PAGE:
Defeated efforts to have injunction entered against financial advisor who resigned and joined a competitor based on alleged breaches of non-compete allegations in employment agreement.
The firm represents Ms. Iwanowski and Credit Suisse Securities (USA), LLC. Ms. Iwanowski, a financial advisor, resigned from SunTrust Bank to join Credit Suisse. This federal court case was initiated by SunTrust Bank to seek a temporary restraining order and preliminary injunction and damages against the defendants for alleged breaches of non-solicitation and confidentiality provisions, alleged misappropriation of trade secrets, breach of fiduciary duty, and tortious interference with advantageous business relationships and contracts. Gary Betensky together with co-counsel Stephen Kramarsky, submitted opposition affidavits and memoranda of law opposing the relief sought. Thereafter, Judge Lawrence King convened an emergency hearing.
The firm, through Mr. Betensky, argued that before joining Credit Suisse, Ms. Iwanowski was a registered representative of SunTrust Investment Services, Inc. (“STIS”). STIS is an affiliated broker-dealer company of SunTrust Bank (“Sun Trust”). STIS is also a signatory to an agreement entered into by broker-dealers and independent financial firms (“Protocol” agreement), which allows a registered representative who moves between Protocol firms to retain a list consisting of the names and contact information of clients she has serviced for the firm (a “Protocol List”), and to immediately begin soliciting the clients on her Protocol List on behalf of her new firm, regardless of any post-employment restrictions that would otherwise prevent her from soliciting these clients. The express aim of the Protocol is to further customer choice with respect to their registered representatives.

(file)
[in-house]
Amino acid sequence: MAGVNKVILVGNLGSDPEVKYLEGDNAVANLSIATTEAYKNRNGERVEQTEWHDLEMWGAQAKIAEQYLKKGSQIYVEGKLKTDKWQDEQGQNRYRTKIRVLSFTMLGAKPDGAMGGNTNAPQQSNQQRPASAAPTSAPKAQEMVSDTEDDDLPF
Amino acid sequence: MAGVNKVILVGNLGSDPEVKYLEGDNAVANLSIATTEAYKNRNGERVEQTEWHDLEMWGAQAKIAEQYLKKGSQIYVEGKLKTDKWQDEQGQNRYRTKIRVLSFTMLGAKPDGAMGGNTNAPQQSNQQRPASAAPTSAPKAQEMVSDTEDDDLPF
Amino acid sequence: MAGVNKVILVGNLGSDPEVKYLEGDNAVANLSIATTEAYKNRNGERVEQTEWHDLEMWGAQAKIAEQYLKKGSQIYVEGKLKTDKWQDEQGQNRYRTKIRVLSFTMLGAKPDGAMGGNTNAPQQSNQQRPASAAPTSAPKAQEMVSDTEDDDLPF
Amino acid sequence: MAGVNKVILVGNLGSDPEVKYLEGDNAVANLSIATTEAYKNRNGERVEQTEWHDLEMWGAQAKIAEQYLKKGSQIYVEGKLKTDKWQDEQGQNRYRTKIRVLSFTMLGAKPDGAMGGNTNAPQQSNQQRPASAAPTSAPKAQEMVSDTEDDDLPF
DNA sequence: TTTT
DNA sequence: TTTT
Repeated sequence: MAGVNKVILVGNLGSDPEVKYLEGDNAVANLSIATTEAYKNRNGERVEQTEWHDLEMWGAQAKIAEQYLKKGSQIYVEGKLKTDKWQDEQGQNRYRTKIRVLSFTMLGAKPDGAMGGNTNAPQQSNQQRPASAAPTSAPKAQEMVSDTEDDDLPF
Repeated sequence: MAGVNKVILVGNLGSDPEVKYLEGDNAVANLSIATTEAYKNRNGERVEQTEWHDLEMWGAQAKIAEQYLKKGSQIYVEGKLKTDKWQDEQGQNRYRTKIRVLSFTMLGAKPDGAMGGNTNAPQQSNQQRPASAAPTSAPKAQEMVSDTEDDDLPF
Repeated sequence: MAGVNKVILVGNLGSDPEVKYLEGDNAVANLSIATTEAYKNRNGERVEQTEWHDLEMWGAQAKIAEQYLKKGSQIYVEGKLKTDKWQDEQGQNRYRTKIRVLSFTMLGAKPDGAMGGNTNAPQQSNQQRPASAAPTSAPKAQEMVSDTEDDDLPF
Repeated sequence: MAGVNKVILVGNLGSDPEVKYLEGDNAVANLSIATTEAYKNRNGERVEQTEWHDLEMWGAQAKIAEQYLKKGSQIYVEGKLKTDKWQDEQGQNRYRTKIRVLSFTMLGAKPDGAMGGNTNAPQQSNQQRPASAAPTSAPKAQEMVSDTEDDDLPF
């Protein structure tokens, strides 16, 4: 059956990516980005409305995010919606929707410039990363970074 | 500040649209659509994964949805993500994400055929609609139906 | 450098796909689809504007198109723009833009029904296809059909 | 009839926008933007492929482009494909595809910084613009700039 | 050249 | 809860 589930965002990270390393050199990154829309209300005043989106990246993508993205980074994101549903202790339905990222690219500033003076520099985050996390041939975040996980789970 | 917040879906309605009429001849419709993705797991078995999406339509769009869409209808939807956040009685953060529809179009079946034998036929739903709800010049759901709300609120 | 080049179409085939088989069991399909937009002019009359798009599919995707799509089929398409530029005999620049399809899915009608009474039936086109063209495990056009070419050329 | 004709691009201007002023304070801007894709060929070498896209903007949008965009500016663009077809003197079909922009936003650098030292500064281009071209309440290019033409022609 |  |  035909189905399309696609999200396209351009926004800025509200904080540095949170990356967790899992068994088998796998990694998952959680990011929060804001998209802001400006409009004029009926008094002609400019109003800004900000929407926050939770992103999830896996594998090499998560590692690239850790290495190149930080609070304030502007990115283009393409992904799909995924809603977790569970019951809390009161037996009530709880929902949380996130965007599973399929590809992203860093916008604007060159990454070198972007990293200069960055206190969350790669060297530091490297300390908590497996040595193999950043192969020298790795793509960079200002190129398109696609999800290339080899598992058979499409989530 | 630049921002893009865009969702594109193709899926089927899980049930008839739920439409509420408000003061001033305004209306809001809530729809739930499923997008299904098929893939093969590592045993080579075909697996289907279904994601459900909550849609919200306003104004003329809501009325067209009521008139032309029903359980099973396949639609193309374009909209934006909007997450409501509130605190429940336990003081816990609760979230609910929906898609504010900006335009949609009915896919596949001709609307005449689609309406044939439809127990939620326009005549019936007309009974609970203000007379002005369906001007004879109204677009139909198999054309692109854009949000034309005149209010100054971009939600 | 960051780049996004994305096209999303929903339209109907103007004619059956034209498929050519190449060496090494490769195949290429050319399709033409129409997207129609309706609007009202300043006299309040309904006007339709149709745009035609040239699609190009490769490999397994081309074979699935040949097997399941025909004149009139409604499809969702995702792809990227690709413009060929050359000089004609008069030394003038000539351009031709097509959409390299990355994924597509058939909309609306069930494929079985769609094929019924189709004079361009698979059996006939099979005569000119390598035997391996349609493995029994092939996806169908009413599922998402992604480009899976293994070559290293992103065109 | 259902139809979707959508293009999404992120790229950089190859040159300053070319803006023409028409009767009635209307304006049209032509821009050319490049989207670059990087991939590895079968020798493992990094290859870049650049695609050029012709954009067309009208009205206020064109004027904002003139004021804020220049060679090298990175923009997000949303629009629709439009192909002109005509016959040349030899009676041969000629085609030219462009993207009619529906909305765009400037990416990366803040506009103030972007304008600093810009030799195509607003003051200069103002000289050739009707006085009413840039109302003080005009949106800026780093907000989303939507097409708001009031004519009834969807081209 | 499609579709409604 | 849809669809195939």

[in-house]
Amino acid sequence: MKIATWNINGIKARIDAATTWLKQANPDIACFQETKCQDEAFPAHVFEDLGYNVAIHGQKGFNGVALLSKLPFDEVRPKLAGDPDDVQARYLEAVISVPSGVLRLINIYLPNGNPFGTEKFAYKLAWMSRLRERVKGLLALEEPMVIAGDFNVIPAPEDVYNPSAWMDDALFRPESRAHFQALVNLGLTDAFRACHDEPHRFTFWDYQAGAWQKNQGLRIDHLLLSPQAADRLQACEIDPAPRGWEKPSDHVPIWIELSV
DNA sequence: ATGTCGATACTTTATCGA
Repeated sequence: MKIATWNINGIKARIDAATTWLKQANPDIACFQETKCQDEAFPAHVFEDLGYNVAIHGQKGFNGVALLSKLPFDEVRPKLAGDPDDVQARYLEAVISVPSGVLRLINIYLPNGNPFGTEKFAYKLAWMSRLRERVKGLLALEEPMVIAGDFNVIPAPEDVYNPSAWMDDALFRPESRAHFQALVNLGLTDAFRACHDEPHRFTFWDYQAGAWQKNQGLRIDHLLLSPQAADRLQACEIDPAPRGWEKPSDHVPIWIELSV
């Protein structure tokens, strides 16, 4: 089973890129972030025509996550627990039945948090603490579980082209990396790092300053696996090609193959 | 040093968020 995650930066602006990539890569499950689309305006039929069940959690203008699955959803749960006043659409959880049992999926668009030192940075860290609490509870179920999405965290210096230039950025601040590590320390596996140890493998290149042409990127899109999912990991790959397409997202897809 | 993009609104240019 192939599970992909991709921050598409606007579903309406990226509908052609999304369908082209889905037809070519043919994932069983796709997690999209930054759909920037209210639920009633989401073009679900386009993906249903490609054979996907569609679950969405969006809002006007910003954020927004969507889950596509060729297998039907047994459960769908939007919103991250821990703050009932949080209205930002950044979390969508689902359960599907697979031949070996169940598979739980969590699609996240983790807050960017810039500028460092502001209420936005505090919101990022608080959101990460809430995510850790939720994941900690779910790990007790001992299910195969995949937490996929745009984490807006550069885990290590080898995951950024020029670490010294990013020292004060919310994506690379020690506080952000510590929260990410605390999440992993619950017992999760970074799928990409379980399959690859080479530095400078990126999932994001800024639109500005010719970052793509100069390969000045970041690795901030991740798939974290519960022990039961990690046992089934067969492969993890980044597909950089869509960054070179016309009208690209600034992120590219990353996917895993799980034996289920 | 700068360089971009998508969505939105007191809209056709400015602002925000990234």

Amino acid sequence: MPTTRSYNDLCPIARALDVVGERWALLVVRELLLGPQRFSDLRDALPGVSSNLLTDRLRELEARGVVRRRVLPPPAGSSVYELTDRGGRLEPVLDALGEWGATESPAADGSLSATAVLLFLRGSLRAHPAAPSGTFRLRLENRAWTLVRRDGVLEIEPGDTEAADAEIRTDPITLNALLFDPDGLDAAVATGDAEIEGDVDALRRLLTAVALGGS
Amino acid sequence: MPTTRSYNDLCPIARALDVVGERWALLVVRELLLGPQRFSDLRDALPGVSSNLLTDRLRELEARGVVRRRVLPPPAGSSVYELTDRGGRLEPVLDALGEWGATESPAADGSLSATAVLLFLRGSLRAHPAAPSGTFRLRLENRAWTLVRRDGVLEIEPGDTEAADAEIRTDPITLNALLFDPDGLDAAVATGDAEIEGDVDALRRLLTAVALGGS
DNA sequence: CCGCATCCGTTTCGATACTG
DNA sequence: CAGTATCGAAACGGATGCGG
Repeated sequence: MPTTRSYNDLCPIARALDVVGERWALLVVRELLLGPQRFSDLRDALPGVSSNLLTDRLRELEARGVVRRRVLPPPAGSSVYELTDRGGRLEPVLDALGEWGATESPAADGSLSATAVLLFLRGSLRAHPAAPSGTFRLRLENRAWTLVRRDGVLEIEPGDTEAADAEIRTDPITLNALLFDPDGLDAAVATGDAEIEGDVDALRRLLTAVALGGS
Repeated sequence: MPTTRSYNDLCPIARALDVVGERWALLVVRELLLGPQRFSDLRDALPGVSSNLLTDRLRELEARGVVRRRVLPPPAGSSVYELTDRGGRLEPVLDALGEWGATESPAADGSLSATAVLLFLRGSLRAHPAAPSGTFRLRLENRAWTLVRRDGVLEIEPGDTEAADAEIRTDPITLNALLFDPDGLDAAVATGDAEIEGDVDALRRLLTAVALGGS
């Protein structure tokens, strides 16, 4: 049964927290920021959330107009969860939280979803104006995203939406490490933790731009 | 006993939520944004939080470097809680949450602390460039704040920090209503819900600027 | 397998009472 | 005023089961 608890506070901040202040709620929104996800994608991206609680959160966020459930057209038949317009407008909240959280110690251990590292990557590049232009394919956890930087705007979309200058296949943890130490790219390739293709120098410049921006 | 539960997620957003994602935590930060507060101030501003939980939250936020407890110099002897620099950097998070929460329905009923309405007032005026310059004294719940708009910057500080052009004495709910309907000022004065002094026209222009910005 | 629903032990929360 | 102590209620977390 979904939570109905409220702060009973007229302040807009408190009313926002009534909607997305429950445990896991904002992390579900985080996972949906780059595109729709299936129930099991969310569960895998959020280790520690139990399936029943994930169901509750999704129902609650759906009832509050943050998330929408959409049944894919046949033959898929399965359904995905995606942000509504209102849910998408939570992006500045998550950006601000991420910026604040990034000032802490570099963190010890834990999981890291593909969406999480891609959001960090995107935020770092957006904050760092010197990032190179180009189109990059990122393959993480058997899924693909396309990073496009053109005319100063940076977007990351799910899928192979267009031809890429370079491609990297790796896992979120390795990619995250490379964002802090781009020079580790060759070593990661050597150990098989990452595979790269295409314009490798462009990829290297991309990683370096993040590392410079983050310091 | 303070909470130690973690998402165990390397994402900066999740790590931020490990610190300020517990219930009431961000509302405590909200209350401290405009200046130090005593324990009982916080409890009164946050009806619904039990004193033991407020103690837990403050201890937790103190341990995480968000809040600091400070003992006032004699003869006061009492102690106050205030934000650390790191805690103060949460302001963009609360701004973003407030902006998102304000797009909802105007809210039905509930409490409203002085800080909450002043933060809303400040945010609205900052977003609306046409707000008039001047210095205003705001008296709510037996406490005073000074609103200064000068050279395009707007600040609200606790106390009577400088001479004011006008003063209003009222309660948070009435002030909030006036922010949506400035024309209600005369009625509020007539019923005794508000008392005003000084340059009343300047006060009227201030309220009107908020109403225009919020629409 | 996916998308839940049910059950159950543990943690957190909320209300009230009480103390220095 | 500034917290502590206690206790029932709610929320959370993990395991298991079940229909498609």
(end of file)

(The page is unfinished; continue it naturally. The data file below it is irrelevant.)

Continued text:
Here, Iwanowski moved from one Protocol firm (STIS) to another (Credit Suisse). Mr. Betensky argued that with the Protocol in place, SunTrust’s claims hinged on the inapplicability of the Protocol to Ms. Iwanowki. Mr. Betensky posited to the Court that SunTrust’s Protocol argument would fail and therefore SunTrust failed to demonstrate a substantial likelihood of success on the merits. Mr. Betensky also argued that other than the request for injunctive relief, all other claims by SunTrust were improperly before the Court in that they had to be brought in arbitration.
Judge King denied SunTrust’s motion for injunctive relief finding that SunTrust failed to demonstrate a substantial likelihood of success on the merits. Thereafter, the parties jointly stipulated to the dismissal of the federal court action. The matter is scheduled for final hearing in FINRA arbitration in late 2016.